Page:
There is a strong desire for car ownership, especially amongst the young, despite the growth of alternative mobility services, according to a new global report.
The study of more than 8,000 people in 13 countries, carried out by consultants Arthur D. Little, also reveals that drivers are considering a dramatic switch to electric and hybrid vehicles (EVs) over the next replacement cycle.
The study found that half of respondents agreed owning a car was important, a similar proportion to a study in 2015, with top reasons including independence, comfort and convenience for unplanned journeys, as well as reduced time spent commuting.
Importance of car ownership (Germany)
Proportion answering “fairly important”, “important” or “very important”
Source: Arthur D. Little
However, perception of what ownership means can be difficult to define, as often customers consider leasing as ‘ownership’, even though they don’t own the vehicle. It is likely that when referring to ownership, drivers mean exclusive access to a vehicle, typically over the long-term.
Despite the focus on ownership, a significant number of respondents said they were part of a car-sharing scheme.
Overall, a quarter of respondents said they were members of a car-sharing service, rising to one-third among under-30s.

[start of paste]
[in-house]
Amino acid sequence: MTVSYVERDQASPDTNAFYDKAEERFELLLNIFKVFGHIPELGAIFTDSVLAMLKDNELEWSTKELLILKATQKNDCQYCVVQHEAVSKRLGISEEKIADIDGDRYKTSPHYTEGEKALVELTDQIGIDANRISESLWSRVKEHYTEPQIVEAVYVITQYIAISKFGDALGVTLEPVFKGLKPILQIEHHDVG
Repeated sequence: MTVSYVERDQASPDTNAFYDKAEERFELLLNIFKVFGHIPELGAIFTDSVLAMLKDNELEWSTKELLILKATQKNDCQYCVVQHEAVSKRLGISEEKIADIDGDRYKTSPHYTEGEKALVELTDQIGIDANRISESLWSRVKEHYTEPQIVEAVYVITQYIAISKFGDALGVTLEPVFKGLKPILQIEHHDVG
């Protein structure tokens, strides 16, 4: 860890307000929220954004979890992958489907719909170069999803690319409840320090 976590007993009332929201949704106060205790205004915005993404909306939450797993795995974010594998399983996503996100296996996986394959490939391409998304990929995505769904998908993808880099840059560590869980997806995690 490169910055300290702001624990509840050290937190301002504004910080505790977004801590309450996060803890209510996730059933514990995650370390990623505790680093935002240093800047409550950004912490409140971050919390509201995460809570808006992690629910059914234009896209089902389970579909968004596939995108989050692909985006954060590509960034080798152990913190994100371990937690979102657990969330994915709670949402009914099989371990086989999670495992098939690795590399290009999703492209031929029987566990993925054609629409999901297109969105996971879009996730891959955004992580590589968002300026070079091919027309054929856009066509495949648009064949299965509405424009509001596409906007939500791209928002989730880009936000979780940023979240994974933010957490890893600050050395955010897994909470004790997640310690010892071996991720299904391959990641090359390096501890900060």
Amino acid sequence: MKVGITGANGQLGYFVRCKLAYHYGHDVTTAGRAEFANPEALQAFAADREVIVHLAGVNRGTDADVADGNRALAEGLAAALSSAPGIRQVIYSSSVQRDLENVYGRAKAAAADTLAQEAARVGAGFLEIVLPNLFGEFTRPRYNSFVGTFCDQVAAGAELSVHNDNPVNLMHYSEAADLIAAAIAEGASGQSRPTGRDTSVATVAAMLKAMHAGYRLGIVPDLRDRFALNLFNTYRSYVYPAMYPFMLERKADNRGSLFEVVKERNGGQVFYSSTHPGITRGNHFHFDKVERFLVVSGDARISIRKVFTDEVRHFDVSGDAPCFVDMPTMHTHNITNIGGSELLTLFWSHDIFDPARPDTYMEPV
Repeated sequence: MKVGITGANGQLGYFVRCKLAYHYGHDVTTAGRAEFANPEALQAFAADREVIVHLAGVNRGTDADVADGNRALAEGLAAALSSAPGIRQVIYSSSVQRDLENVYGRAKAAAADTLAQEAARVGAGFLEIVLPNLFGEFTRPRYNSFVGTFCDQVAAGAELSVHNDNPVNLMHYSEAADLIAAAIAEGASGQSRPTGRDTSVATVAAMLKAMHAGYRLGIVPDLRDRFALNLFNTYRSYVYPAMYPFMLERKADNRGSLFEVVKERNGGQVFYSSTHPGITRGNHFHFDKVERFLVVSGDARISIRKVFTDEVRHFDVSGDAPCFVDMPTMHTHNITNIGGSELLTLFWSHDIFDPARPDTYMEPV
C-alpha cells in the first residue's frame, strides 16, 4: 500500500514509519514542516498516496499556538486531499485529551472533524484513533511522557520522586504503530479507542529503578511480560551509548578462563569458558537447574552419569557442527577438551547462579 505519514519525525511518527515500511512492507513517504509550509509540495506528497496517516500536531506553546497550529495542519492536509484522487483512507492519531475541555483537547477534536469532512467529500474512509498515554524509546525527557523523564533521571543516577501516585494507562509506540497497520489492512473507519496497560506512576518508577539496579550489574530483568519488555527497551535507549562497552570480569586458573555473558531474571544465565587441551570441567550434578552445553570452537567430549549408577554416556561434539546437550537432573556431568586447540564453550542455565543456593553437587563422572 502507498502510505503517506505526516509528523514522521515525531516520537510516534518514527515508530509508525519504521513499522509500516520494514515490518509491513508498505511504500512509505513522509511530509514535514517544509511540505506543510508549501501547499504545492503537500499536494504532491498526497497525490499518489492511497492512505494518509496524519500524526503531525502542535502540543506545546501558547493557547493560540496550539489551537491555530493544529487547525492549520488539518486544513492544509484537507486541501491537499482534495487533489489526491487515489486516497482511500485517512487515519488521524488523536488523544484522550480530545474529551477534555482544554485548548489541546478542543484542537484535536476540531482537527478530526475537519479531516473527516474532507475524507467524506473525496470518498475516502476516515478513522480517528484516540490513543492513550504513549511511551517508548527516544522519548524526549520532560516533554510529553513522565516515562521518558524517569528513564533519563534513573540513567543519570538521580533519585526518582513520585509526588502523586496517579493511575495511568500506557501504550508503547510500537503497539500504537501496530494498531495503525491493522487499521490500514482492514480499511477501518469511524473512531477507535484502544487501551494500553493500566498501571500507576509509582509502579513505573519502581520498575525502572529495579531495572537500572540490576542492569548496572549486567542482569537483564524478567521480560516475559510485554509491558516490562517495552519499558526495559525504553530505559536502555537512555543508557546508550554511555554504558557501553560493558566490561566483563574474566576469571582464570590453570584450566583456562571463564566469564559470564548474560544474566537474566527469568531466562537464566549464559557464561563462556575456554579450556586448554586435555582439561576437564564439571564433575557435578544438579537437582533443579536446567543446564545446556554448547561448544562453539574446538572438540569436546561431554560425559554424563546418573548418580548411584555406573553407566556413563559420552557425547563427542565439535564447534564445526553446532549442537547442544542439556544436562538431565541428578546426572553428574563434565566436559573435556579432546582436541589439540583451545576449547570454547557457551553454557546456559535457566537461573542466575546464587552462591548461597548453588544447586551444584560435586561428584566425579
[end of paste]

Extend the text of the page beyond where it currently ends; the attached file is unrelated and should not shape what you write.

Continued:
Price remains the most important factor in choosing a car-sharing scheme, followed by flexibility in being able to pick up cars and drop them off – a model used by free-floating car-sharing schemes such as Car2Go.
The research revealed that people are less open to peer-to-peer sharing of private cars overall, although major markets saw some growth, such as China and the US.
The study also found that drivers are now much more willing to embrace alternative drivetrains, with 58% saying they would accept paying more for hybrids, and 50% for EVs.
While the majority have petrol or diesel-engined vehicles, this could change rapidly. Of those planning to replace their car, 48% said they would consider a zero-emission capable vehicle (electric, hybrid or plugin hybrid), compared to 36% a petrol-engined vehicle and 12% diesel.
Current and expected drivetrain, respondents intending to replace car within 1 yr
Source: Arthur D. Little
Klaus Schmitz, partner with Arthur D. Little, said: “Extending our ground-breaking 2015 automotive study shows enormous changes. While attachment to car ownership remains high, meaning the overall automotive market will remain stable, the switch to alternative drivetrains and new mobility options will disrupt manufacturers, with EV driver demand exceeding currently planned capabilities and ecosystem readiness.”
The study also found recent negative publicity has weakened trust in autonomous vehicles - 57% of drivers would use full AVs, down from 64%.
If used, 44% said autonomous vehicles would replace private cars for short, urban trips, while 29% said it would replace public transport, which could affect city mobility strategies.
Arthur D. Little also found that personal data concerns within autonomous and connected driving are rising.
Wolf-Dieter Hoppe, partner with Arthur D. Little, said: “Drivers in all countries we surveyed, except China, are becoming much more sensitive around private data. In the long run, protecting this data will become a key competitive differentiator for manufacturers and providers of mobility solutions.”